What is Macular Degeneration?

Macular degeneration is an eye condition that affects the tissue located at the back of the eye, known as the retina. This tissue is sensitive to light and transmits signals to the brain so you can see.

The proper functioning of the retina is essential for crisp and clear quality vision. The macula is a location on the retina that is responsible for your central vision.

Whenever you look at something directly, the macula allows you to see that image in detail. In macular degeneration, the cells responsible for central vision in the macula become damaged.

There are two types of macular degeneration: dry and wet. Dry macular degeneration often progresses gradually.

There are also different stages of dry macular degeneration. Once dry macular degeneration moves from the early stage and reaches the intermediate stage, symptoms will become more apparent.

If the condition progresses and passes the late stage, it may worsen and transition into wet macular degeneration. Wet macular degeneration is the more severe type and can cause serious central vision changes that require treatment. 

Although wet macular degeneration is less common, it can cause vision damage much quicker than dry macular degeneration. 

Chart Illustrating a Healthy Eye Compared to One With a Degenerated Macula

What Causes Macular Degeneration and Who is At Risk For Developing it?

Macular degeneration is often also called age-related macular degeneration. This is because most people who develop macular degeneration develop the disease due to age. 

As you age, your macula will begin to thin over time. Due to this, age is the factor that causes you to be at the highest risk for developing macular degeneration.

Macular degeneration is characterized by the growth of abnormal blood vessels in the retina. When these blood vessels swell and leak, there will be damage caused to the macula.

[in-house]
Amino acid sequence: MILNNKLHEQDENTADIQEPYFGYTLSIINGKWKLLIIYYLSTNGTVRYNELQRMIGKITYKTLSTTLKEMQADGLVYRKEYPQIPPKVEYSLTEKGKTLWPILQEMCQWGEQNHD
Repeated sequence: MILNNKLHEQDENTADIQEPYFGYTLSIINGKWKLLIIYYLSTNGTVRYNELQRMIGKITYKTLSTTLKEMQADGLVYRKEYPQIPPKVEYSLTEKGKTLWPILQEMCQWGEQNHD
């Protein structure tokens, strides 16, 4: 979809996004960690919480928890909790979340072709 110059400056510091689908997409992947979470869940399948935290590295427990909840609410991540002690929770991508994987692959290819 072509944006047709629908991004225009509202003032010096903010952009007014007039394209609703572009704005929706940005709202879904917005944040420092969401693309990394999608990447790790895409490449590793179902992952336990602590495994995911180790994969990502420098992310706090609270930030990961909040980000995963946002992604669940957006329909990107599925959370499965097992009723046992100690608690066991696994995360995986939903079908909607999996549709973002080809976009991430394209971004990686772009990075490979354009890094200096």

Wet macular degeneration is characterized by the growth of abnormal blood vessels in the retina. When these blood vessels swell and leak, there will be damage caused to the macula.

Experts do not know the exact cause of the development of abnormal blood vessels. However, there is evidence that smoking and having a family history of the condition may make you at higher risk for developing it.

What Are the Symptoms of Macular Degeneration?

Early macular degeneration typically does not cause many symptoms. Although, if the condition progresses to the late stages or transitions to wet macular degeneration, symptoms will be more apparent.

The symptoms of macular degeneration often vary from person to person. However, some of the most common symptoms of the condition are:

  • Straight lines appear crooked, wavy, or distorted
  • Difficulty seeing in low-lighting
  • Blurry, missing, or distorted central vision
  • Colors appear dull or diluted

If you notice any of these symptoms, especially changes in central vision or if straight lines appear wavy, visit your eye doctor right away.

What it’s like to see with Macular Degeneration

How Do Eye Doctors Treat Macular Degeneration?

There is no treatment available for macular degeneration when it is in the dry stage. If you have dry macular degeneration, your eye doctor will continue to monitor your eyes for changes in the condition.

Your eye doctor will likely want to see you regularly to ensure that the condition is not worsening or progressing to wet macular degeneration. They may also recommend that you begin taking special vitamins that can prevent or slow the condition’s progression.

Wet macular degeneration, although more severe, is treatable. Our eye doctor at Jackson Eye Care performs Anti-VEGF injections to treat wet macular degeneration. 

These injections aim to prevent vision loss by preventing new growth of abnormal blood vessels and current abnormal blood vessels from leaking.  Do you want to learn more about how eye doctors can help preserve vision in those who have macular degeneration? Schedule an appointment at Jackson Eye Care in Livingston, NJ, today!